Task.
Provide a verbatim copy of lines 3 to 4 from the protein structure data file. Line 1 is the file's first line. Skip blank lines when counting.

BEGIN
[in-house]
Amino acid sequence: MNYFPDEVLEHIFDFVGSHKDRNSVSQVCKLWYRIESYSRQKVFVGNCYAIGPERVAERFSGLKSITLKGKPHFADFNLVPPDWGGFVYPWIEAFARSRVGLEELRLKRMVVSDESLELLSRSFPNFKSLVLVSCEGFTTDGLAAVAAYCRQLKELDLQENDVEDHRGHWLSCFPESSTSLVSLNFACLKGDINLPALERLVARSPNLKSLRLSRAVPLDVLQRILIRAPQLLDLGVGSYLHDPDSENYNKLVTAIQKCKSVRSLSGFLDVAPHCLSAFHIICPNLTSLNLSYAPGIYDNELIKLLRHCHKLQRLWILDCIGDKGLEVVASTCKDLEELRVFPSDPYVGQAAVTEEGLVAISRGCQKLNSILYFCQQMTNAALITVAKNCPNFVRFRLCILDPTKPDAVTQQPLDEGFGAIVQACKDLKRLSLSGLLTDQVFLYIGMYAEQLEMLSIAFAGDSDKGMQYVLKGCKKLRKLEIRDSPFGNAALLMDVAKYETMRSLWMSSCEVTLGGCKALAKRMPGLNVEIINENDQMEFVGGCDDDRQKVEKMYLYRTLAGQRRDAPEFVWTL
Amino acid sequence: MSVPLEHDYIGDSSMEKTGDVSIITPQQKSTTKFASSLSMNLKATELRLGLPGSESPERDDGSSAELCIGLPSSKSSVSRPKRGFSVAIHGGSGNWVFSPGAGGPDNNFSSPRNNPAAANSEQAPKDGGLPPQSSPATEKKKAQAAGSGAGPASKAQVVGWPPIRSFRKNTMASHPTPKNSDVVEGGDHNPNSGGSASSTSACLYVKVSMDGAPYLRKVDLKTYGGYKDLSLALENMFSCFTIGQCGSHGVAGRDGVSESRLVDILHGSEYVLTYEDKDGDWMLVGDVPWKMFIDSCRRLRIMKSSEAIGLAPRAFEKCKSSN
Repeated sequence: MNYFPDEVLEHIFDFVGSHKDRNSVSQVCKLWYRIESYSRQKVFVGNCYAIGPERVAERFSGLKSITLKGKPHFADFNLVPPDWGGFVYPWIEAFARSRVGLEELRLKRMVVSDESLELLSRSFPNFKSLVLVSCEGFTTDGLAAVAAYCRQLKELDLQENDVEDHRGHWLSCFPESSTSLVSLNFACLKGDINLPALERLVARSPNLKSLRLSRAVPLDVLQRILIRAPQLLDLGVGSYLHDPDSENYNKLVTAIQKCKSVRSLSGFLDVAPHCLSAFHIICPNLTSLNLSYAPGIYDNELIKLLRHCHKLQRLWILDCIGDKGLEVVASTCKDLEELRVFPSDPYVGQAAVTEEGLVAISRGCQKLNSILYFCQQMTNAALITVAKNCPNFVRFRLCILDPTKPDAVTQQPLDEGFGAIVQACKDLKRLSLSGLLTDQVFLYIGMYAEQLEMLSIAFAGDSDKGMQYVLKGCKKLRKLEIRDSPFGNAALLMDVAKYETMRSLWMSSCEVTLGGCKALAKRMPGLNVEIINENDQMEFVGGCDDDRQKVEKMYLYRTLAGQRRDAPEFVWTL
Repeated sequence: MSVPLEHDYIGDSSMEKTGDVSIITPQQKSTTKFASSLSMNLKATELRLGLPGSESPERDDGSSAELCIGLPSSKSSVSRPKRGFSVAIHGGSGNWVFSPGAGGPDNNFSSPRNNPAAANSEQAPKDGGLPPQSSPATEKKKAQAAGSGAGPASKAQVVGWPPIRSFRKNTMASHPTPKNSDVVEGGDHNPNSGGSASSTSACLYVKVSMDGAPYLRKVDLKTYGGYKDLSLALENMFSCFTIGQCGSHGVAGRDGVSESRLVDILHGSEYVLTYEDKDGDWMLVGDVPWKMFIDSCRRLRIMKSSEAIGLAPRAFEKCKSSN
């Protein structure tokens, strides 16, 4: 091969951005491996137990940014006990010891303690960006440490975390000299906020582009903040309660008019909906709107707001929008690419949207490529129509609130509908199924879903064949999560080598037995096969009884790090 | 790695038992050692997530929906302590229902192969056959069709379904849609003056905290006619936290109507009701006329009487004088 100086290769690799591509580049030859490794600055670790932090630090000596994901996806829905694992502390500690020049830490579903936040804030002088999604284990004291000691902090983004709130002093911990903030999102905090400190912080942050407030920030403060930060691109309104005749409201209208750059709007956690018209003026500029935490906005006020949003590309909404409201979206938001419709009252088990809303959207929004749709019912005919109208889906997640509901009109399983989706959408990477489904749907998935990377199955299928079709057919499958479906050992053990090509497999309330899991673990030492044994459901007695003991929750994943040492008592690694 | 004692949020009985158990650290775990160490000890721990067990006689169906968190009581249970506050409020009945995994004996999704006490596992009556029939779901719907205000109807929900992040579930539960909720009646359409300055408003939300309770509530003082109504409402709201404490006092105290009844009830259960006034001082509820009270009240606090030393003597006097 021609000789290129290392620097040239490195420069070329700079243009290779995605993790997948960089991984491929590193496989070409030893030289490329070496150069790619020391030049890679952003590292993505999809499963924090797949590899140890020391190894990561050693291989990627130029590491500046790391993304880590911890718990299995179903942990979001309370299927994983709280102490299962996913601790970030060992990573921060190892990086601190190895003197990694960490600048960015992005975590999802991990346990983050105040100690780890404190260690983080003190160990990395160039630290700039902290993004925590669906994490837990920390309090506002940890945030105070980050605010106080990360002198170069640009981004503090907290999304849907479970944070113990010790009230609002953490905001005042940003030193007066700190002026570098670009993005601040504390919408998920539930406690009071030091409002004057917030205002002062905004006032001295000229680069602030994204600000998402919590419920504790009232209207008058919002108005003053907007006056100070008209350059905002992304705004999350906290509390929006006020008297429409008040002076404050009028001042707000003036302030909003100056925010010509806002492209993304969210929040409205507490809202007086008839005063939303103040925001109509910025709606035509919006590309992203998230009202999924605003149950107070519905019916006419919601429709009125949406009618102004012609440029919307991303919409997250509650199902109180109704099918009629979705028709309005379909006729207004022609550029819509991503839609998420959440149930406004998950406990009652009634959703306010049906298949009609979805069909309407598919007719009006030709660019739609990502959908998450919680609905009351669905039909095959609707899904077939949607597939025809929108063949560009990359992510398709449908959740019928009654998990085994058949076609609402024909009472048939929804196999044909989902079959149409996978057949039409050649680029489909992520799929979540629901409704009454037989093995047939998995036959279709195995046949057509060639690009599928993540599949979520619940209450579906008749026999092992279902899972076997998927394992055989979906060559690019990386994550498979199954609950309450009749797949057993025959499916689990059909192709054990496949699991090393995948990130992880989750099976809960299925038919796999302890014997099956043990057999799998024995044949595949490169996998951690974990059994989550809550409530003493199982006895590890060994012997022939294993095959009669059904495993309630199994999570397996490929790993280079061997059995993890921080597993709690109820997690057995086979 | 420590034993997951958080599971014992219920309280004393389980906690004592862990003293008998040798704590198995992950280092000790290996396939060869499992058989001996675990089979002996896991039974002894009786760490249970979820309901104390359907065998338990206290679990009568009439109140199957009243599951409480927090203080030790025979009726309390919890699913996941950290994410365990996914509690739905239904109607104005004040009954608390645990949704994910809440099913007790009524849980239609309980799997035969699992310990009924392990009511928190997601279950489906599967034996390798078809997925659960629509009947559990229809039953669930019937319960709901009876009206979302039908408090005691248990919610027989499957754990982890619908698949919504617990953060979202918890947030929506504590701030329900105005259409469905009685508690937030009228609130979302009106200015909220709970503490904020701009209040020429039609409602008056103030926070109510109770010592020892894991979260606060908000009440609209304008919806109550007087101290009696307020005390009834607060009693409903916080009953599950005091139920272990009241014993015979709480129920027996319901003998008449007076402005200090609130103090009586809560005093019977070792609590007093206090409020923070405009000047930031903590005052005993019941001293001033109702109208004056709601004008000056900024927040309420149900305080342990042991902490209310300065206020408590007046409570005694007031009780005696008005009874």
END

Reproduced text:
Amino acid sequence: MSVPLEHDYIGDSSMEKTGDVSIITPQQKSTTKFASSLSMNLKATELRLGLPGSESPERDDGSSAELCIGLPSSKSSVSRPKRGFSVAIHGGSGNWVFSPGAGGPDNNFSSPRNNPAAANSEQAPKDGGLPPQSSPATEKKKAQAAGSGAGPASKAQVVGWPPIRSFRKNTMASHPTPKNSDVVEGGDHNPNSGGSASSTSACLYVKVSMDGAPYLRKVDLKTYGGYKDLSLALENMFSCFTIGQCGSHGVAGRDGVSESRLVDILHGSEYVLTYEDKDGDWMLVGDVPWKMFIDSCRRLRIMKSSEAIGLAPRAFEKCKSSN
Repeated sequence: MNYFPDEVLEHIFDFVGSHKDRNSVSQVCKLWYRIESYSRQKVFVGNCYAIGPERVAERFSGLKSITLKGKPHFADFNLVPPDWGGFVYPWIEAFARSRVGLEELRLKRMVVSDESLELLSRSFPNFKSLVLVSCEGFTTDGLAAVAAYCRQLKELDLQENDVEDHRGHWLSCFPESSTSLVSLNFACLKGDINLPALERLVARSPNLKSLRLSRAVPLDVLQRILIRAPQLLDLGVGSYLHDPDSENYNKLVTAIQKCKSVRSLSGFLDVAPHCLSAFHIICPNLTSLNLSYAPGIYDNELIKLLRHCHKLQRLWILDCIGDKGLEVVASTCKDLEELRVFPSDPYVGQAAVTEEGLVAISRGCQKLNSILYFCQQMTNAALITVAKNCPNFVRFRLCILDPTKPDAVTQQPLDEGFGAIVQACKDLKRLSLSGLLTDQVFLYIGMYAEQLEMLSIAFAGDSDKGMQYVLKGCKKLRKLEIRDSPFGNAALLMDVAKYETMRSLWMSSCEVTLGGCKALAKRMPGLNVEIINENDQMEFVGGCDDDRQKVEKMYLYRTLAGQRRDAPEFVWTL